They wished to revive the States-General as they were in 1614. Historians always cite their form at that time, as if, after 1614, no one had ever heard a word of the States-General, nor asked for them to be summoned. Yet, in 1651, the orders of nobility and clergy, meeting in Paris, called for the States-General. A large collection of the acts passed, and speeches made, at that time, still exists. The Paris parliament, all powerful at that time, far from seconding the wishes of the two senior orders, condemned their assembly as illegal; which was correct.

And whilst I am pursuing this, I wish to note another serious matter that has escaped those who, without knowledge of it, have involved and involve themselves in French history. We speak of the three orders, as essential constituents of the States described as general. Well, it often happened that various bailiwicks only nominated deputies from one or two of the orders. In 1614, the bailiwick of Amboise nominated representatives for neither the clergy nor the nobility: the bailiwick of Chateauneuf-en-Thimerais sent no representative of the clergy or the third estate; Le Puy, La Rochelle, Le Lauraguais, Calais, La Haute-Marche, Châtellerault sent no representative of the clergy, nor Montdidier et Roye of the nobility. None the less the States of 1614 were called States-General. Also the ancient chronicles, expressing themselves in the most correct manner, say, in speaking of our national assemblies, the three States, or the notable personages, or the bishops and the barons, as appropriate, and attribute to assemblies so composed the same legislative power. In various provinces, the third estate, though summoned, appointed no delegates, and for a natural but less obvious reason. The third estate had seized the magistracy; it had driven out the men of the sword; it reigned there in an absolute manner, except in various parliaments of the nobility, as judge, advocate, prosecutor, clerk etc; it made civil and criminal law, and with the aid of parliamentary usurpation, even exercised political power. The fortune, honour, and life of the citizen, was its concern: everyone abided by its judgements, every head bowed beneath its sword of justice. When it enjoyed such boundless power, what need for it to seek a feeble fraction of that power in assemblies where it only appeared on its knees?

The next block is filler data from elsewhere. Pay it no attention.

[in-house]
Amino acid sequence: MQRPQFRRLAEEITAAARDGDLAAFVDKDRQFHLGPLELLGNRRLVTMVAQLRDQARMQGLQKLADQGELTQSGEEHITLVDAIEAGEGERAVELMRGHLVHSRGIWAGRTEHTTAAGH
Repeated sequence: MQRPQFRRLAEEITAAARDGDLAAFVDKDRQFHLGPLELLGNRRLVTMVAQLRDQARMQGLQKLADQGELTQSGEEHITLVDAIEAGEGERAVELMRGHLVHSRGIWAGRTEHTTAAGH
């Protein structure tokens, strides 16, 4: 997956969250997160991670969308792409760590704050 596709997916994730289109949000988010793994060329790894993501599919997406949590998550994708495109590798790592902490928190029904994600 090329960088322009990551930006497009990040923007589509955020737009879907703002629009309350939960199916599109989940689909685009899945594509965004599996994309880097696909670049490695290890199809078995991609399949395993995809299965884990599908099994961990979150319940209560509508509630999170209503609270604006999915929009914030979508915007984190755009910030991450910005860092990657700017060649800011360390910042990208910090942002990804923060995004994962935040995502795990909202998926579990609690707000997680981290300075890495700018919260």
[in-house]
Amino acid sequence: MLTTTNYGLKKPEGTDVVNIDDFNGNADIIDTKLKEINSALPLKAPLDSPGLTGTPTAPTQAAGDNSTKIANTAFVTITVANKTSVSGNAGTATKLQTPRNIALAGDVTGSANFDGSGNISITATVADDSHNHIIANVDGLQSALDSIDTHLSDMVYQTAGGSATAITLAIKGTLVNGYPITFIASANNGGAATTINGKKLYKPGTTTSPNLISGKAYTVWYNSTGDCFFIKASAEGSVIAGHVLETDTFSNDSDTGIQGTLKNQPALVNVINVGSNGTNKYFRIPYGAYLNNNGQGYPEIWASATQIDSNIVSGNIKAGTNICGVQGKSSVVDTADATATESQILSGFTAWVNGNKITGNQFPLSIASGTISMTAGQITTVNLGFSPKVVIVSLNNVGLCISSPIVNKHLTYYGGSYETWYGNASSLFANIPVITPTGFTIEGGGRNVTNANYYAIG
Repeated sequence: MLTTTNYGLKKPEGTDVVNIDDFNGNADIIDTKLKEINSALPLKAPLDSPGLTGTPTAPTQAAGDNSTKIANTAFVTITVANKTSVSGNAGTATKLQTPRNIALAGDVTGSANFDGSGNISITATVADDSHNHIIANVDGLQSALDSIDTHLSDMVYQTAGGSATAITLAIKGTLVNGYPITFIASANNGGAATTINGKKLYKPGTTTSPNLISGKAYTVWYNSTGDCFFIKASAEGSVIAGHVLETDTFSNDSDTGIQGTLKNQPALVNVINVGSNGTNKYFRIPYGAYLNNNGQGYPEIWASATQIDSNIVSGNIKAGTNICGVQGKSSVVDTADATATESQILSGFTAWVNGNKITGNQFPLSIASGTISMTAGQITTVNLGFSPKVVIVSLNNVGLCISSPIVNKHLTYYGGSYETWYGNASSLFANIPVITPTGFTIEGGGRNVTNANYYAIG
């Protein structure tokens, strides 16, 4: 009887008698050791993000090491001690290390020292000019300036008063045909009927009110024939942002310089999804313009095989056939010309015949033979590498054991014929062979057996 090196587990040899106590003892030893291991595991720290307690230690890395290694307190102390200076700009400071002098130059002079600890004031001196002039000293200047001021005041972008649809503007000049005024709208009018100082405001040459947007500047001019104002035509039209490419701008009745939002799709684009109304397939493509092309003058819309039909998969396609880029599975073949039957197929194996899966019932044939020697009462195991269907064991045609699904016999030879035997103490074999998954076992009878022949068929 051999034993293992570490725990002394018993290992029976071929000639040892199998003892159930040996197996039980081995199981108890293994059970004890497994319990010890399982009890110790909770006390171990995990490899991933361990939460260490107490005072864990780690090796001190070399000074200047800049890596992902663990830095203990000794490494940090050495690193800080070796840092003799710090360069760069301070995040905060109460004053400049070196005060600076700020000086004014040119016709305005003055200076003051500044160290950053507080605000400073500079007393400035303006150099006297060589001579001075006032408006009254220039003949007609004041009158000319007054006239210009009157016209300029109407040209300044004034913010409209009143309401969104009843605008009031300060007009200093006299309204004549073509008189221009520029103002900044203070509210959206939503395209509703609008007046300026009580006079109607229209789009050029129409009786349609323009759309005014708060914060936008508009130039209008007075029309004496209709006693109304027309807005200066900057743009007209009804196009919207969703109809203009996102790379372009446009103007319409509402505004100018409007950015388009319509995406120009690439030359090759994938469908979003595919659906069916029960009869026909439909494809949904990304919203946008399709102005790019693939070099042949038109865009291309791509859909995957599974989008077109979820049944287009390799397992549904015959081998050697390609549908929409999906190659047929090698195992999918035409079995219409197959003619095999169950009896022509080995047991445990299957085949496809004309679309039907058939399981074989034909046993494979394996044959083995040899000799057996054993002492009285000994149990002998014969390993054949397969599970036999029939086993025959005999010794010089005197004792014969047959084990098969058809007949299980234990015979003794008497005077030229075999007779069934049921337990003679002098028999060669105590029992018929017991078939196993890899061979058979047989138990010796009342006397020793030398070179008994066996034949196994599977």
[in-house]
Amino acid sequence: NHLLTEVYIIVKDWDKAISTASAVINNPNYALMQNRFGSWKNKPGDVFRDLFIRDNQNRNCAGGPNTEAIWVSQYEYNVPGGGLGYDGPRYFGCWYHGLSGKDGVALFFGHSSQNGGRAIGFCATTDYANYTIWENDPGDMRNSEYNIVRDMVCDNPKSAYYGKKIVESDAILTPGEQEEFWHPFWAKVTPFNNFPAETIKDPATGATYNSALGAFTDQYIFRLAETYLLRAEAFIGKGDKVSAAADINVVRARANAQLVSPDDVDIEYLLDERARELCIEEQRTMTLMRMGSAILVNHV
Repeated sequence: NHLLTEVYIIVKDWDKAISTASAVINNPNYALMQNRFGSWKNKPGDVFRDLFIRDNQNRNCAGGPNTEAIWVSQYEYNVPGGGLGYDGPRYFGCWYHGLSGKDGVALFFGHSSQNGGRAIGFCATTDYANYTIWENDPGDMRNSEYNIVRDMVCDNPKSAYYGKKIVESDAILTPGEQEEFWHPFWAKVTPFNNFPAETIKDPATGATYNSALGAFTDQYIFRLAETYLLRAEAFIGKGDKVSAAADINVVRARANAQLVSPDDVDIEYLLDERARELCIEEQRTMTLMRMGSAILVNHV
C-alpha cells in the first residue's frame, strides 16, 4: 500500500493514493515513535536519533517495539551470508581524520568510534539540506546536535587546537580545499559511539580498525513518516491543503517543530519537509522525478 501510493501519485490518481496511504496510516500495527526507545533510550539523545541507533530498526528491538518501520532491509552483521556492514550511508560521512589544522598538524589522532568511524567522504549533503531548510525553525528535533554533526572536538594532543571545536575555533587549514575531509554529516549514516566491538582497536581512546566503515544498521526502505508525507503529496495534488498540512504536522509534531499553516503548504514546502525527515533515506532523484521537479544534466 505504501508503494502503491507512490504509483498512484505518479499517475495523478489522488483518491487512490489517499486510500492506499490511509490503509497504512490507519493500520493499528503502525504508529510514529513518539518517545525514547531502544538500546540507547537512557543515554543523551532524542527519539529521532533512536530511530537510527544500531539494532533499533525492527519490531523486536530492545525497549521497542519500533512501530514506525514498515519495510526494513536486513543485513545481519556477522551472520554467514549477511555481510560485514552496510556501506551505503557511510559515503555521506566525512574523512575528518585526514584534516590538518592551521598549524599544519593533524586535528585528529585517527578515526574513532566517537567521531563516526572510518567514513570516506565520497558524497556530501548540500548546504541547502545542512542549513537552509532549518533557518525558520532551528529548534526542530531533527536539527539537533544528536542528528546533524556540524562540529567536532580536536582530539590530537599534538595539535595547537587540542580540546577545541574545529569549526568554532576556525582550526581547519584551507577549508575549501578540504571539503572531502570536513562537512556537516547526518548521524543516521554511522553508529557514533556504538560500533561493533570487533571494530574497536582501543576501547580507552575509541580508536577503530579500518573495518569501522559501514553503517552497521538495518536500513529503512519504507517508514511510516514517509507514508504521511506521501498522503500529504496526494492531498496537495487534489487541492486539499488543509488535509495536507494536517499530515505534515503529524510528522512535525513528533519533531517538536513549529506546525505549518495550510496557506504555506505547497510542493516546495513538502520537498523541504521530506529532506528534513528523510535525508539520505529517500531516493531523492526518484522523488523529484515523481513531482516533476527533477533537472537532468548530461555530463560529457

The people, transformed into monks, took refuge in the cloister, and governed society through religious opinion; the people transformed into tax-collectors and bankers, took refuge in finance, and governed society through money; the people changed into magistrates, took refuge in tribunals, and governed society through the legal system. The great kingdom of France, aristocratic in its regions or provinces, was collectively democratic, under the leadership of its king, with whom it agreed perfectly, and almost always progressed in harmony. It is that which explains its long existence. There is a new history of France to write concerning all this, or rather the history of France has not yet been written.

All the great questions mentioned above were particularly at issue in the years 1786, 1787 and 1788. The minds of my compatriots found in their natural energy, in the privileges of province, clergy and nobility, in the collision between parliament and the States, abundant inflammatory matter. Monsieur de Calonne, one time steward of Brittany, had furthered division by favouring the cause of the third estate. Monsieur de Montmorin, and Monsieur de Thiard were too weak as commandants to allow the Court party to dominate. The nobility joined forces with the parliament, which itself was noble; now it resisted Monsieur Necker, Monsieur de Calonne, the Archbishop of Sens; now it repressed the popular movement that its opposition had at first encouraged. It assembled, deliberated, protested; the communes and municipalities assembled, deliberated and protested in a contrary manner. The particular matter of the fouage (a feudal tax) by becoming entangled with more general matters increased the feelings of enmity. To understand this, it is necessary to explain the constitution of the Duchy of Brittany.